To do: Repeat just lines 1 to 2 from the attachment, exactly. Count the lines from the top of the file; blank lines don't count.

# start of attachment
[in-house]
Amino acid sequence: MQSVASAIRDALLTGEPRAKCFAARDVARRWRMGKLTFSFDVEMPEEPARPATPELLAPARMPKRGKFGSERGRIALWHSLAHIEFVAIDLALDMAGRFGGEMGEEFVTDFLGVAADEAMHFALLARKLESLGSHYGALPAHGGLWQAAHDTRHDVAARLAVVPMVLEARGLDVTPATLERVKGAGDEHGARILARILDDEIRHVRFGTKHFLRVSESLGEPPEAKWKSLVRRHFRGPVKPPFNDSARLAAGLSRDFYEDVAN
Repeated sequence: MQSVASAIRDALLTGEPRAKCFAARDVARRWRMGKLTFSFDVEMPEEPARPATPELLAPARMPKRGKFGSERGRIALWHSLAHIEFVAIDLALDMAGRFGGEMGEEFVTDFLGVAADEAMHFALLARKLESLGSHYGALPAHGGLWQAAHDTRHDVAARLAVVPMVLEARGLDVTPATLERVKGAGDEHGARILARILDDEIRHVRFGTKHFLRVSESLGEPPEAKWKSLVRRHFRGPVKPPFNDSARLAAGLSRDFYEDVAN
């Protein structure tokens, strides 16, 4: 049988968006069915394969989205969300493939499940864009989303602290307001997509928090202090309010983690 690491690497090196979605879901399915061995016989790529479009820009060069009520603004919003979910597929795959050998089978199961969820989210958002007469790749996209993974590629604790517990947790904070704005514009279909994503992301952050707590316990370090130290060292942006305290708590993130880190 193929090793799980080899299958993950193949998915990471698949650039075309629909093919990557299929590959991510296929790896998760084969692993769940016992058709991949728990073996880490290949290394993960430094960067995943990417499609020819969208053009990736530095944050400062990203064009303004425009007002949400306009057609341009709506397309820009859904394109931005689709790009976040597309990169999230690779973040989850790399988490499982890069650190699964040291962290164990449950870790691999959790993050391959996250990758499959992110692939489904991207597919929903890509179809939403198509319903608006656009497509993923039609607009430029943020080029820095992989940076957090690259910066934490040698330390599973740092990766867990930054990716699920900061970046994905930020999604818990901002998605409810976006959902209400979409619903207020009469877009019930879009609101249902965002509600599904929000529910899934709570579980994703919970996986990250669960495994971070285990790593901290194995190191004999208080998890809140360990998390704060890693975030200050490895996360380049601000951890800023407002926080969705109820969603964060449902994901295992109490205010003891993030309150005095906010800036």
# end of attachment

[in-house]
Amino acid sequence: MQSVASAIRDALLTGEPRAKCFAARDVARRWRMGKLTFSFDVEMPEEPARPATPELLAPARMPKRGKFGSERGRIALWHSLAHIEFVAIDLALDMAGRFGGEMGEEFVTDFLGVAADEAMHFALLARKLESLGSHYGALPAHGGLWQAAHDTRHDVAARLAVVPMVLEARGLDVTPATLERVKGAGDEHGARILARILDDEIRHVRFGTKHFLRVSESLGEPPEAKWKSLVRRHFRGPVKPPFNDSARLAAGLSRDFYEDVAN